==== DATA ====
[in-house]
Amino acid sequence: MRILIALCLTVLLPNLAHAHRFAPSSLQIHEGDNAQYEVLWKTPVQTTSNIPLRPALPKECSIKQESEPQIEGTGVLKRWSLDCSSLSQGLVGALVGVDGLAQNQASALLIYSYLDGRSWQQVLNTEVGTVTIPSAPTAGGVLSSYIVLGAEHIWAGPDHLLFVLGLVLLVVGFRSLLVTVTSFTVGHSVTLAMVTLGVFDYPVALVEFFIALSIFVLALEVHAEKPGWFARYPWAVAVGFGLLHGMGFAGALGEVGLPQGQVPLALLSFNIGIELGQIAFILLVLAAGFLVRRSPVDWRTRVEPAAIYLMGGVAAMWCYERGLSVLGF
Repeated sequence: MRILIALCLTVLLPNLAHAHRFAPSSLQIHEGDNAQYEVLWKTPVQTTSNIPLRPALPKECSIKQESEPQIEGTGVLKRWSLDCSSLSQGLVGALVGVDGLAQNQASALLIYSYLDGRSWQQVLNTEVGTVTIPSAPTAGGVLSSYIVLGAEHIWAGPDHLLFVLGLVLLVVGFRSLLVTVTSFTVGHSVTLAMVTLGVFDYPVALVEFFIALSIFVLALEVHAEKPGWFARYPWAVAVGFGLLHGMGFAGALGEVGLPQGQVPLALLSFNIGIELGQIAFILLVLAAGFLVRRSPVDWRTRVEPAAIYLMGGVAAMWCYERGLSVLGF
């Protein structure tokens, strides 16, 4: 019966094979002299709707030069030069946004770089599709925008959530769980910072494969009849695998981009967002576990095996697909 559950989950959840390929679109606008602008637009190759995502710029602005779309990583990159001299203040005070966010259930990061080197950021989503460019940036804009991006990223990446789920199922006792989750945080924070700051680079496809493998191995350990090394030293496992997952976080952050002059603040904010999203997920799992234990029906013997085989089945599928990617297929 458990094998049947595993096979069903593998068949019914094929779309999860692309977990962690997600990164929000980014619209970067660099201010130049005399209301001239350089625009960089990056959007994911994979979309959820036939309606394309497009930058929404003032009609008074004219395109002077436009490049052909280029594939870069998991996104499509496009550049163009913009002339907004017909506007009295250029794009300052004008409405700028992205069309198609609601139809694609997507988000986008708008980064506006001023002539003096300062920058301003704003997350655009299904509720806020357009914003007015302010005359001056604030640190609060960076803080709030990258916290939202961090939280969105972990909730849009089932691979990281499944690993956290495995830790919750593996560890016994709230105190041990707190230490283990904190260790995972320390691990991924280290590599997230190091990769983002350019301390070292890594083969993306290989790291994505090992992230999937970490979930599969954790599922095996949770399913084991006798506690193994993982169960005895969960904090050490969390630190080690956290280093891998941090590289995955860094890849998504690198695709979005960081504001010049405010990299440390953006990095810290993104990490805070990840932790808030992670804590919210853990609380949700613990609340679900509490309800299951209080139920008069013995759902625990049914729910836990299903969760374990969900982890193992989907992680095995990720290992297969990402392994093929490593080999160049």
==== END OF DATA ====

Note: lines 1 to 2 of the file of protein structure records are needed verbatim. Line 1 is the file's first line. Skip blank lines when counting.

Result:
[in-house]
Amino acid sequence: MRILIALCLTVLLPNLAHAHRFAPSSLQIHEGDNAQYEVLWKTPVQTTSNIPLRPALPKECSIKQESEPQIEGTGVLKRWSLDCSSLSQGLVGALVGVDGLAQNQASALLIYSYLDGRSWQQVLNTEVGTVTIPSAPTAGGVLSSYIVLGAEHIWAGPDHLLFVLGLVLLVVGFRSLLVTVTSFTVGHSVTLAMVTLGVFDYPVALVEFFIALSIFVLALEVHAEKPGWFARYPWAVAVGFGLLHGMGFAGALGEVGLPQGQVPLALLSFNIGIELGQIAFILLVLAAGFLVRRSPVDWRTRVEPAAIYLMGGVAAMWCYERGLSVLGF